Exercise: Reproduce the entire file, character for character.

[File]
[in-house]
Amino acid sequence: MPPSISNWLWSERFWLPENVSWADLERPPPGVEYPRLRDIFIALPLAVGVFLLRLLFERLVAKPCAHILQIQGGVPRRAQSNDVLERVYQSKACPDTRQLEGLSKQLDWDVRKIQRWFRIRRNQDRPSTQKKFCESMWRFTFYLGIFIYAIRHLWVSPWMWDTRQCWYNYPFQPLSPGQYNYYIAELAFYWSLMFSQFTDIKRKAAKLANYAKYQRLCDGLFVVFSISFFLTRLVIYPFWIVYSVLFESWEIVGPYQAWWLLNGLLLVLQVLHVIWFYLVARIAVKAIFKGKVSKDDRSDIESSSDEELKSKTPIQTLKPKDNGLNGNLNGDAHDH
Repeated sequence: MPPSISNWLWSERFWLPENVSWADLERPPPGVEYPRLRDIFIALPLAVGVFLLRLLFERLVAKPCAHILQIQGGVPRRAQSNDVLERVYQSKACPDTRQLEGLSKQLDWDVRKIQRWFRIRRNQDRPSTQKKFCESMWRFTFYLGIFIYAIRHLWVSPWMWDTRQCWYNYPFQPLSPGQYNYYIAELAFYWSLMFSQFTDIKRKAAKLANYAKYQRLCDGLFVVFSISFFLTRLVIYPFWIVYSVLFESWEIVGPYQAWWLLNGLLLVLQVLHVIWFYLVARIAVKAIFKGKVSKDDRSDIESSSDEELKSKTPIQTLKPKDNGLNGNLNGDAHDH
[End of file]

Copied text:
[in-house]
Amino acid sequence: MPPSISNWLWSERFWLPENVSWADLERPPPGVEYPRLRDIFIALPLAVGVFLLRLLFERLVAKPCAHILQIQGGVPRRAQSNDVLERVYQSKACPDTRQLEGLSKQLDWDVRKIQRWFRIRRNQDRPSTQKKFCESMWRFTFYLGIFIYAIRHLWVSPWMWDTRQCWYNYPFQPLSPGQYNYYIAELAFYWSLMFSQFTDIKRKAAKLANYAKYQRLCDGLFVVFSISFFLTRLVIYPFWIVYSVLFESWEIVGPYQAWWLLNGLLLVLQVLHVIWFYLVARIAVKAIFKGKVSKDDRSDIESSSDEELKSKTPIQTLKPKDNGLNGNLNGDAHDH
Repeated sequence: MPPSISNWLWSERFWLPENVSWADLERPPPGVEYPRLRDIFIALPLAVGVFLLRLLFERLVAKPCAHILQIQGGVPRRAQSNDVLERVYQSKACPDTRQLEGLSKQLDWDVRKIQRWFRIRRNQDRPSTQKKFCESMWRFTFYLGIFIYAIRHLWVSPWMWDTRQCWYNYPFQPLSPGQYNYYIAELAFYWSLMFSQFTDIKRKAAKLANYAKYQRLCDGLFVVFSISFFLTRLVIYPFWIVYSVLFESWEIVGPYQAWWLLNGLLLVLQVLHVIWFYLVARIAVKAIFKGKVSKDDRSDIESSSDEELKSKTPIQTLKPKDNGLNGNLNGDAHDH